A Black Soldier’s Heroism, Overlooked in 1965, May Finally Be Lauded in 2021

Captain Davis and his company of local volunteers took refuge on a small hill, and spent the next 10 hours holding off waves of attackers, some getting close enough that he killed one with the butt of his M-16. When American fighter jets bombed the enemy’s positions, instead of taking cover, Captain Davis used the distraction to sprint out and rescue his wounded teammates, the after-action reports show. First he brought in the weapons specialist. Then he ran to get the master sergeant, but was shot through the leg and had to retreat. During the next bomb strike, he limped back out across the rice field and grabbed the sergeant. A bullet clipped Captain Davis’s arm this time, but he hoisted the sergeant over his shoulder and carried him back to safety. Reinforcements arrived and found Captain Davis wounded and covered in blood. The major in command ordered him to evacuate, but he refused, saying he still needed to rescue his medic. Under the cover of friendly fire, he lurched again into the open, grabbed the wounded medic and started crawling back. “Am I going to die?” he recalled the medic mumbling to him. His reply: “Not before me.” All four of the Special Forces soldiers made it out alive that day. Master Sergeant Waugh went on to a storied 40-year career as a C.I.A. agent. Now 91, Mr. Waugh declined to be interviewed for this article, saying his memory was failing. In a summary of the battle he wrote in 2016, Mr. Waugh wrote about his former commander, “I only have to close my eyes to vividly recall the gallantry.” Knowing that Captain Davis’s heroism easily cleared the bar for the Medal of Honor, his commander, Maj. Billy J. Cole, immediately submitted his name. “He has showed as much cold courage as any human I’ve ever heard of,” Major Cole proudly told the newspaper that covered their home base at Fort Benning, Ga. But nothing happened. The major pushed for an inquiry. In 1969, a hearing determined that no record of the original nomination could be found and directed the Army to resubmit it. The file disappeared again.

A Black Soldier’s Heroism, Overlooked in 1965, May Finally Be Lauded in 2021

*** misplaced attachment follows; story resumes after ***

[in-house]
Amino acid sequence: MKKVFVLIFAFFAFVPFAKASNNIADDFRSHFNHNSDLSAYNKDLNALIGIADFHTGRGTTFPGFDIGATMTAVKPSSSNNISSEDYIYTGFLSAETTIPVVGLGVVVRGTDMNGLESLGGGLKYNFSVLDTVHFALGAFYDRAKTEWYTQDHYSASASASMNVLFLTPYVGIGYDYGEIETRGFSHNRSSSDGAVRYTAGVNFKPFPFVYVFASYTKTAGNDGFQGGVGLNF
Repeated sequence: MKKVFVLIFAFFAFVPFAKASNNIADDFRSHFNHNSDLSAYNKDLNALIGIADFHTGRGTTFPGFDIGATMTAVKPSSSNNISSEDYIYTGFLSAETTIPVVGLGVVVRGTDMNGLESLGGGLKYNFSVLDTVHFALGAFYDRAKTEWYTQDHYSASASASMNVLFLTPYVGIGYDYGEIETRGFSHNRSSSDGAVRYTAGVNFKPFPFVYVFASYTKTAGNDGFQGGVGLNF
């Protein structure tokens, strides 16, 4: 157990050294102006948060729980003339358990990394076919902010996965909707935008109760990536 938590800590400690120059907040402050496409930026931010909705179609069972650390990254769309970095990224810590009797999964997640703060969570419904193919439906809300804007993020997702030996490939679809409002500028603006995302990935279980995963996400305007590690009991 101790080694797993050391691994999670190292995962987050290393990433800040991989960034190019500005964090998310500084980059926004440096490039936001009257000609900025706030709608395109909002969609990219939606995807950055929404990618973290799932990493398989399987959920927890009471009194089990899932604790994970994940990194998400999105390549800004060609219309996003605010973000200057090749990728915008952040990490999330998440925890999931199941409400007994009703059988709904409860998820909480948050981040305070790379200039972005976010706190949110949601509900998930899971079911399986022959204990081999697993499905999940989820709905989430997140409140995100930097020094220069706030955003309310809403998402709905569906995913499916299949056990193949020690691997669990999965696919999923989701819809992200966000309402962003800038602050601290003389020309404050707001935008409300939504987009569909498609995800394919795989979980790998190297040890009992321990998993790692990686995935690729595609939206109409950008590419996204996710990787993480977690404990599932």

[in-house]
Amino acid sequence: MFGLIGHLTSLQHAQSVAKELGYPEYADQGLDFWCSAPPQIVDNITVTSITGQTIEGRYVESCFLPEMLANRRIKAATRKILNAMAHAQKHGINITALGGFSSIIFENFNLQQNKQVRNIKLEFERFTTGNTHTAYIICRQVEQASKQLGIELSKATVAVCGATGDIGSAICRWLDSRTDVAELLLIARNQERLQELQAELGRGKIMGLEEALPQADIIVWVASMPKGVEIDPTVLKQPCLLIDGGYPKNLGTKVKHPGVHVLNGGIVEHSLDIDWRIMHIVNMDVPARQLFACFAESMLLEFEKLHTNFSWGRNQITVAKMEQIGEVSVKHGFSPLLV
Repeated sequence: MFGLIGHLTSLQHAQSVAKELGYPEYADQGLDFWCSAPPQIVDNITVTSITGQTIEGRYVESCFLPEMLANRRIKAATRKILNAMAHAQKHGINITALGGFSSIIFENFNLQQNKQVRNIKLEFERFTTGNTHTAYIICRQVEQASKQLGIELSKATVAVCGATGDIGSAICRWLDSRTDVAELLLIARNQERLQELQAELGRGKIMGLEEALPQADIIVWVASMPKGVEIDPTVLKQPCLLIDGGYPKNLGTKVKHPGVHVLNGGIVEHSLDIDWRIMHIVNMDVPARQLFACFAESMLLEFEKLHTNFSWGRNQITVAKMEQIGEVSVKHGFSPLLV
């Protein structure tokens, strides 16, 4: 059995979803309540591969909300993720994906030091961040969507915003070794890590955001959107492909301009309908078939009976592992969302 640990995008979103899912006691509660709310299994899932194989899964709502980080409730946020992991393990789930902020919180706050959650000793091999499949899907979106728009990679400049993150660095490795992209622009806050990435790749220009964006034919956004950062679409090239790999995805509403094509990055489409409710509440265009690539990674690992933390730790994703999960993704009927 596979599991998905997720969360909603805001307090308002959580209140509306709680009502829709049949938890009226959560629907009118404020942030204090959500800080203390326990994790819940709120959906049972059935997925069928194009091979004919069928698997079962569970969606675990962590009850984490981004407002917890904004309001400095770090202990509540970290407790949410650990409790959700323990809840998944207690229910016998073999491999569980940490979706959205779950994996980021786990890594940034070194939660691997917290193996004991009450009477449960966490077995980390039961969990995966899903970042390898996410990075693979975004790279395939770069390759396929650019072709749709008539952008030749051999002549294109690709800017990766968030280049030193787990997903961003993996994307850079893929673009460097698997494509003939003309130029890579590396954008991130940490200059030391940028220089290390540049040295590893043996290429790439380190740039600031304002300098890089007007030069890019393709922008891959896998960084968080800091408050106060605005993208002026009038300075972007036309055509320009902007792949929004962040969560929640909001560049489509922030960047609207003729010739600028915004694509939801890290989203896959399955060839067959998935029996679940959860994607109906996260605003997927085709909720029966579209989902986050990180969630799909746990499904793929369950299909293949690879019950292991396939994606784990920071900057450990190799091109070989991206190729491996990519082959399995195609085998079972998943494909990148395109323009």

Captain Davis and his company of local volunteers took refuge on a small hill, and spent the next 10 hours holding off waves of attackers, some getting close enough that he killed one with the butt of his M-16. When American fighter jets bombed the enemy’s positions, instead of taking cover, Captain Davis used the distraction to sprint out and rescue his wounded teammates, the after-action reports show. First he brought in the weapons specialist. Then he ran to get the master sergeant, but was shot through the leg and had to retreat. During the next bomb strike, he limped back out across the rice field and grabbed the sergeant. A bullet clipped Captain Davis’s arm this time, but he hoisted the sergeant over his shoulder and carried him back to safety. Reinforcements arrived and found Captain Davis wounded and covered in blood. The major in command ordered him to evacuate, but he refused, saying he still needed to rescue his medic. Under the cover of friendly fire, he lurched again into the open, grabbed the wounded medic and started crawling back. “Am I going to die?” he recalled the medic mumbling to him. His reply: “Not before me.” All four of the Special Forces soldiers made it out alive that day. Master Sergeant Waugh went on to a storied 40-year career as a C.I.A. agent. Now 91, Mr. Waugh declined to be interviewed for this article, saying his memory was failing. In a summary of the battle he wrote in 2016, Mr. Waugh wrote about his former commander, “I only have to close my eyes to vividly recall the gallantry.” Knowing that Captain Davis’s heroism easily cleared the bar for the Medal of Honor, his commander, Maj. Billy J. Cole, immediately submitted his name. “He has showed as much cold courage as any human I’ve ever heard of,” Major Cole proudly told the newspaper that covered their home base at Fort Benning, Ga. But nothing happened. The major pushed for an inquiry. In 1969, a hearing determined that no record of the original nomination could be found and directed the Army to resubmit it. The file disappeared again.